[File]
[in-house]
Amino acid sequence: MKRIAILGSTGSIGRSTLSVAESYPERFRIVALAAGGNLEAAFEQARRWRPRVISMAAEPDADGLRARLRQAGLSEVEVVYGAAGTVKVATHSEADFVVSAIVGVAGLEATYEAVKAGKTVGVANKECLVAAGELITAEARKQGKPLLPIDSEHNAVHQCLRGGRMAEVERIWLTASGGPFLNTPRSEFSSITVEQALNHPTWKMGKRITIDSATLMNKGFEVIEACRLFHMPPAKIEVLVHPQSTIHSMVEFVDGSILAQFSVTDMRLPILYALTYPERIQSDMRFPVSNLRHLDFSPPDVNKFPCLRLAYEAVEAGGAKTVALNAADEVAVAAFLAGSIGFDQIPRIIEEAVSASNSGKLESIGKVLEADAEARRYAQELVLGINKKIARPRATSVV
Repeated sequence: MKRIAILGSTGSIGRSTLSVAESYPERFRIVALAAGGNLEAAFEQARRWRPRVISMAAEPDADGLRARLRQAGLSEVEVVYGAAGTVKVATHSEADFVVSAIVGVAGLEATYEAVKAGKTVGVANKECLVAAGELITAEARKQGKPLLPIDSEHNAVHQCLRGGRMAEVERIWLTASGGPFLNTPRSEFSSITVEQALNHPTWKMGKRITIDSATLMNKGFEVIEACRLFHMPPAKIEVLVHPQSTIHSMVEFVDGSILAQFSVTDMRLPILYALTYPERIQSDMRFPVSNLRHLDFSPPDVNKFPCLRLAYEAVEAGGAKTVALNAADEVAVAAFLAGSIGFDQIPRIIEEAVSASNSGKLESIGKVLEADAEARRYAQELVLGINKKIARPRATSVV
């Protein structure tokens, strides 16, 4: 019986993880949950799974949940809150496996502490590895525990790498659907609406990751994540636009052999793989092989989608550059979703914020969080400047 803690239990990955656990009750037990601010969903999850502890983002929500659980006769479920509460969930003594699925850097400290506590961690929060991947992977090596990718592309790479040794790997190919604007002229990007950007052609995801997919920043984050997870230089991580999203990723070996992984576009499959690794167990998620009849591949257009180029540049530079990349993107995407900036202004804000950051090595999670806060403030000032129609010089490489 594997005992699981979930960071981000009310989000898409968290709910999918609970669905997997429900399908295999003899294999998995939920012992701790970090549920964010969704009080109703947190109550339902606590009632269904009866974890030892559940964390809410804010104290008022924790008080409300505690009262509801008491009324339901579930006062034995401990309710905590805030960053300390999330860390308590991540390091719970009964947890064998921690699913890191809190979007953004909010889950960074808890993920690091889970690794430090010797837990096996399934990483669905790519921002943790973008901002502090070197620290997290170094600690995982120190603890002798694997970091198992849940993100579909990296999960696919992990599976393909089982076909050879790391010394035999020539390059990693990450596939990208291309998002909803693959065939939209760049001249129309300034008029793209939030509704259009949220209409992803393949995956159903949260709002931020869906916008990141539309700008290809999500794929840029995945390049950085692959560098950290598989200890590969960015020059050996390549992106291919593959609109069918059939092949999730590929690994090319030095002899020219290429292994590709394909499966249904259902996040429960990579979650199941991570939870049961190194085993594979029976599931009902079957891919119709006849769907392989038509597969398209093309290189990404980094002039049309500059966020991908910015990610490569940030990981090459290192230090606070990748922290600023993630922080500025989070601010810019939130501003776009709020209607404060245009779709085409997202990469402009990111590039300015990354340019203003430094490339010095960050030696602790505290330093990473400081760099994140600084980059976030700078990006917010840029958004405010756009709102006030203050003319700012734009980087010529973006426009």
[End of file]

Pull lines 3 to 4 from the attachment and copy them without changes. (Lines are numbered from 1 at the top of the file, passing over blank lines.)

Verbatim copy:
Repeated sequence: MKRIAILGSTGSIGRSTLSVAESYPERFRIVALAAGGNLEAAFEQARRWRPRVISMAAEPDADGLRARLRQAGLSEVEVVYGAAGTVKVATHSEADFVVSAIVGVAGLEATYEAVKAGKTVGVANKECLVAAGELITAEARKQGKPLLPIDSEHNAVHQCLRGGRMAEVERIWLTASGGPFLNTPRSEFSSITVEQALNHPTWKMGKRITIDSATLMNKGFEVIEACRLFHMPPAKIEVLVHPQSTIHSMVEFVDGSILAQFSVTDMRLPILYALTYPERIQSDMRFPVSNLRHLDFSPPDVNKFPCLRLAYEAVEAGGAKTVALNAADEVAVAAFLAGSIGFDQIPRIIEEAVSASNSGKLESIGKVLEADAEARRYAQELVLGINKKIARPRATSVV
């Protein structure tokens, strides 16, 4: 019986993880949950799974949940809150496996502490590895525990790498659907609406990751994540636009052999793989092989989608550059979703914020969080400047 803690239990990955656990009750037990601010969903999850502890983002929500659980006769479920509460969930003594699925850097400290506590961690929060991947992977090596990718592309790479040794790997190919604007002229990007950007052609995801997919920043984050997870230089991580999203990723070996992984576009499959690794167990998620009849591949257009180029540049530079990349993107995407900036202004804000950051090595999670806060403030000032129609010089490489 594997005992699981979930960071981000009310989000898409968290709910999918609970669905997997429900399908295999003899294999998995939920012992701790970090549920964010969704009080109703947190109550339902606590009632269904009866974890030892559940964390809410804010104290008022924790008080409300505690009262509801008491009324339901579930006062034995401990309710905590805030960053300390999330860390308590991540390091719970009964947890064998921690699913890191809190979007953004909010889950960074808890993920690091889970690794430090010797837990096996399934990483669905790519921002943790973008901002502090070197620290997290170094600690995982120190603890002798694997970091198992849940993100579909990296999960696919992990599976393909089982076909050879790391010394035999020539390059990693990450596939990208291309998002909803693959065939939209760049001249129309300034008029793209939030509704259009949220209409992803393949995956159903949260709002931020869906916008990141539309700008290809999500794929840029995945390049950085692959560098950290598989200890590969960015020059050996390549992106291919593959609109069918059939092949999730590929690994090319030095002899020219290429292994590709394909499966249904259902996040429960990579979650199941991570939870049961190194085993594979029976599931009902079957891919119709006849769907392989038509597969398209093309290189990404980094002039049309500059966020991908910015990610490569940030990981090459290192230090606070990748922290600023993630922080500025989070601010810019939130501003776009709020209607404060245009779709085409997202990469402009990111590039300015990354340019203003430094490339010095960050030696602790505290330093990473400081760099994140600084980059976030700078990006917010840029958004405010756009709102006030203050003319700012734009980087010529973006426009």